Primary problem: the season starts too early. People are beaten down, over-exposed and just sick of it all by the time the big day arrives. Do we really need Christmas carols before (or even immediately after) Thanksgiving? Of course not. But that’s the way it’s been the past few years and it gets tired really fast. Now, let me appear to contradict myself: the other side of the problem is that we don’t do ENOUGH to raise the holiday spirit. Bear with me. Every year we hear stories about towns who’ve banned Christmas lights, christmas caroling, etc. and that also sucks the life right out of the holiday season. You know what used to be really fun? When towns would go batshiat crazy over the holiday: big town tree, lights festooned up and down main street, people singing, etc. It created a great feeling for everyone and, if it was done right, it was (fairly) non-denominational and more of a “winter festival”. Even in the towns that emphasized putting the “Christ” in Christmas were fine – it’s a once a year event, no big deal. But then something changed. Someone got their nose put out of joint and had to piss on everyone else’s fun. So the lights started coming down, the trees went away, etc. Why? Because somewhere along the line people lost sight of the fact that they live in a community. It had to become about – their – point of view and – nobody – else’s.… Read more »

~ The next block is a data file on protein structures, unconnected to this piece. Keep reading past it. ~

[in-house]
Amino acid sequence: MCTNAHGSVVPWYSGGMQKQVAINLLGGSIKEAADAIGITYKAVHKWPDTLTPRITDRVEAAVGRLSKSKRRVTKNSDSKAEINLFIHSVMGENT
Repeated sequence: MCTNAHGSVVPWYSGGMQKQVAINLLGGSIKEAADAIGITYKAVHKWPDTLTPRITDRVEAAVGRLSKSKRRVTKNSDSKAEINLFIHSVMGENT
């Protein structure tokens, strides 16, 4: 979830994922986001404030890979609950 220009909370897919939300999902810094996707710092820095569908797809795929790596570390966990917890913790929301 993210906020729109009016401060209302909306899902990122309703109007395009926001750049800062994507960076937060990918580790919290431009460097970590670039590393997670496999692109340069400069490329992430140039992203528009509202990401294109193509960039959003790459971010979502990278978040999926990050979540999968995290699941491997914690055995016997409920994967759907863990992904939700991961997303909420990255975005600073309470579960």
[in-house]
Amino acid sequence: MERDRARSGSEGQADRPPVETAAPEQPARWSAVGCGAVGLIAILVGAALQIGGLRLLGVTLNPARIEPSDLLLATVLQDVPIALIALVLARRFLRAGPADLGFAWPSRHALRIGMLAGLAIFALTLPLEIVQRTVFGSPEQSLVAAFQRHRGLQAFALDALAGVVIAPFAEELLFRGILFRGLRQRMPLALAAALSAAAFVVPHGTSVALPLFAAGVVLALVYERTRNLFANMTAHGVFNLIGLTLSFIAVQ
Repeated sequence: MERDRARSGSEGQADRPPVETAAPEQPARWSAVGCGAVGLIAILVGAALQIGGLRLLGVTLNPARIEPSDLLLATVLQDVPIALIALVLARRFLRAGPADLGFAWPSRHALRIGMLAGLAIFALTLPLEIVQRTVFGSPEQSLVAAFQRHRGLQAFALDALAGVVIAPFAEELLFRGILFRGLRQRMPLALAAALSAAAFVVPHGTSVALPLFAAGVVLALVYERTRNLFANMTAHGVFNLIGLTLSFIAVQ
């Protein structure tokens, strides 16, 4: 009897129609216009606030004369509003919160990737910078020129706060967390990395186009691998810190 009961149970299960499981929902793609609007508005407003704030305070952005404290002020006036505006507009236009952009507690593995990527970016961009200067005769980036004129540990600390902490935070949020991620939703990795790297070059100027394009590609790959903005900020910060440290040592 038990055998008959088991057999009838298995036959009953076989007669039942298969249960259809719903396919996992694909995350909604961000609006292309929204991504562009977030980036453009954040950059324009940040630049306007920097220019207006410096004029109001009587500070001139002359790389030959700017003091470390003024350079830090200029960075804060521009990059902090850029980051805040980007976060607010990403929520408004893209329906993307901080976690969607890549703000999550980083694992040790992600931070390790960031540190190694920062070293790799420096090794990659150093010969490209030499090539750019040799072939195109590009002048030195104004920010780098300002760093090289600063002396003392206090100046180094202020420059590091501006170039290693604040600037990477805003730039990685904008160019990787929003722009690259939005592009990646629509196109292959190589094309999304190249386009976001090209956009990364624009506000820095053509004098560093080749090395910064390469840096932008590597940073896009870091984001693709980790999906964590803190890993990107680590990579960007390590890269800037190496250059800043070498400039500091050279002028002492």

Back to the day
Back to the day

I remember when times were better. We looked forward to the holiday displays from hoboken shops. Now with web shiopping and ipads the feeling is not the same.l I see it in the eyes of shop owners around. No one has any excitement about christmas shopping anynmore. Sad, but is it judst an aspect of where socity is going?